Referees and the publications crisis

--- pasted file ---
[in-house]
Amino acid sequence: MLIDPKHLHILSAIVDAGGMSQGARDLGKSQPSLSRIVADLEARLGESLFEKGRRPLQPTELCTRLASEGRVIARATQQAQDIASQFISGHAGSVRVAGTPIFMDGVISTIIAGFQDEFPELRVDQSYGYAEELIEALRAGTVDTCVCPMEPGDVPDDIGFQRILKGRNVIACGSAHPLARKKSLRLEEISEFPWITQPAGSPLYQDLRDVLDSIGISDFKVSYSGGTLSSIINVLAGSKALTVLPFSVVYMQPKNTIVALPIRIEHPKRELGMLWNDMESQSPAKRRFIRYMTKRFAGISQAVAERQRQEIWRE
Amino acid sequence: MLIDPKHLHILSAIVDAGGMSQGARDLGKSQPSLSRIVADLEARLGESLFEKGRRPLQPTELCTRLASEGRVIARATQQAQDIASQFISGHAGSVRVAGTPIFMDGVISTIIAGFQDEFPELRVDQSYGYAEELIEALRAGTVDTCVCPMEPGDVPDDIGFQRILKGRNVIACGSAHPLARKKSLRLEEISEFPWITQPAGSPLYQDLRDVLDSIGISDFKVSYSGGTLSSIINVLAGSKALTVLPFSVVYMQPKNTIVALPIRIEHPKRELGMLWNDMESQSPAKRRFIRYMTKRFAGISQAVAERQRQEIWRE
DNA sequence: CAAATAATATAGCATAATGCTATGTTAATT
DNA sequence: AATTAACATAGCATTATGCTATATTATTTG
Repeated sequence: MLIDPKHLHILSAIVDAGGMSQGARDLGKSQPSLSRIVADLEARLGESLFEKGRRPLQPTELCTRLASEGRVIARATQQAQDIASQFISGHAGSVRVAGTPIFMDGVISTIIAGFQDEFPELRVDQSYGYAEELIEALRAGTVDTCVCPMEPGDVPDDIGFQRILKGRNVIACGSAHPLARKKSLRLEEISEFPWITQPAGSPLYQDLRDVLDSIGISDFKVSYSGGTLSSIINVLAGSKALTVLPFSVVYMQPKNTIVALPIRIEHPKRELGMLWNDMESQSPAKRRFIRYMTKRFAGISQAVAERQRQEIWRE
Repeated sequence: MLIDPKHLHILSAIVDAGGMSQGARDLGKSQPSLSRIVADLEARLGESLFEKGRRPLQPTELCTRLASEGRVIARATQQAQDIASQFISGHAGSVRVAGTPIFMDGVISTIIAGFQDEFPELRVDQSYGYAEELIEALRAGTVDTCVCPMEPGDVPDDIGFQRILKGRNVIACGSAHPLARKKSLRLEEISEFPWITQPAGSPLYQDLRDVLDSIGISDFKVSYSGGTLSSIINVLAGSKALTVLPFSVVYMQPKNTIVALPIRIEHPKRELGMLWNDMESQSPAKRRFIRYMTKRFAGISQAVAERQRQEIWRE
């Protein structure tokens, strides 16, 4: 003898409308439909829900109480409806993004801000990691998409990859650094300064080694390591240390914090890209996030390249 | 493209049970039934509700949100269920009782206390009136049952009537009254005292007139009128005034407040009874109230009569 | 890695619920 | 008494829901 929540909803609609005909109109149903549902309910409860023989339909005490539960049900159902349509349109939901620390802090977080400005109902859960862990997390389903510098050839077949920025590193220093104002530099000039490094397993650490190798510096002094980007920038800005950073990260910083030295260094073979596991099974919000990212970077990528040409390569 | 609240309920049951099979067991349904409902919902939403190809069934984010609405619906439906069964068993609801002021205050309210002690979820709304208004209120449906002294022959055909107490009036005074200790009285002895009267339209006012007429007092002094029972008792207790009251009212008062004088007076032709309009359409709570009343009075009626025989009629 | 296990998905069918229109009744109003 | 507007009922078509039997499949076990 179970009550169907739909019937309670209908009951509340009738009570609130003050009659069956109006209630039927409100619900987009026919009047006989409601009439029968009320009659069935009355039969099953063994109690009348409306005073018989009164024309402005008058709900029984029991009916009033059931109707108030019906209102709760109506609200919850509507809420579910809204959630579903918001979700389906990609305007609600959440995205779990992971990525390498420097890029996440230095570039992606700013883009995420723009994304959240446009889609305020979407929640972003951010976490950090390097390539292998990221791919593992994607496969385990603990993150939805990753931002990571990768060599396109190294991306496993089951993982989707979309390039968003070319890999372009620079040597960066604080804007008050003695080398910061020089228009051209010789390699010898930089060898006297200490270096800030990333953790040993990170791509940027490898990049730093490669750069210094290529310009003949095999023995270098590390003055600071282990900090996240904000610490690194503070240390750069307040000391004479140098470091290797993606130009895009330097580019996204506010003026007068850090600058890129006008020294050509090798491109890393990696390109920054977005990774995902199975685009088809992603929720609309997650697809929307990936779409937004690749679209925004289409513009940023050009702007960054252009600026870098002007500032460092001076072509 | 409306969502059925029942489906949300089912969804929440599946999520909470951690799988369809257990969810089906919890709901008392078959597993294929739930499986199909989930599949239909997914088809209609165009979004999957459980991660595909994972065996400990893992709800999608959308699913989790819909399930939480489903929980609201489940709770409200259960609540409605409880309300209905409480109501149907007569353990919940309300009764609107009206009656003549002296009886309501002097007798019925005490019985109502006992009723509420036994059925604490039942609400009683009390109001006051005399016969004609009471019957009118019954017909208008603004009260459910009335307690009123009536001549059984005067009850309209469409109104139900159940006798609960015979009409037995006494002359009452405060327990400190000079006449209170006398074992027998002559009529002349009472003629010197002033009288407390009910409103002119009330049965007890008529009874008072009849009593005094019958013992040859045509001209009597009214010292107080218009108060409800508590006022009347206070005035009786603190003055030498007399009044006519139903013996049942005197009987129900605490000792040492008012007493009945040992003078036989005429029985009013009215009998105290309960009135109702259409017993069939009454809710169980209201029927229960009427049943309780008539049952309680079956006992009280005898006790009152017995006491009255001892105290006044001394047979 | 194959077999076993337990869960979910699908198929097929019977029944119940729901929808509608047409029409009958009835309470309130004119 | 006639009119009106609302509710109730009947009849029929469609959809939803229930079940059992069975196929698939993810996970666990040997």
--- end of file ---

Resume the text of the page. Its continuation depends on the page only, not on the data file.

Routine refereeing by peers of manuscripts submitted to scholarly journals is a logical and effective device that can obviate ‘crankiness, irrelevance and gross incompetence’ [Ziman, 1970a] on the one hand and minimize editorial arbitrariness on the other. As reviewed by Zuckerman and Merton [1971], the device has historical roots that extend back to the beginning of the first scholarly journals, such as Transactions of the Royal Society, and Journal des Scavans. The growth of science since World War II and the pressure of burgeoning manuscript submission appear to have been important factors in making automatic peer review nearly universal in American and British Commonwealth natural science journals and in international journals influenced by Anglo-North Americans. A 1962 survey cited by Zuckerman and Merton [1971] found that 71% of 156 physical and biological science journals in 13 countries made use of referees.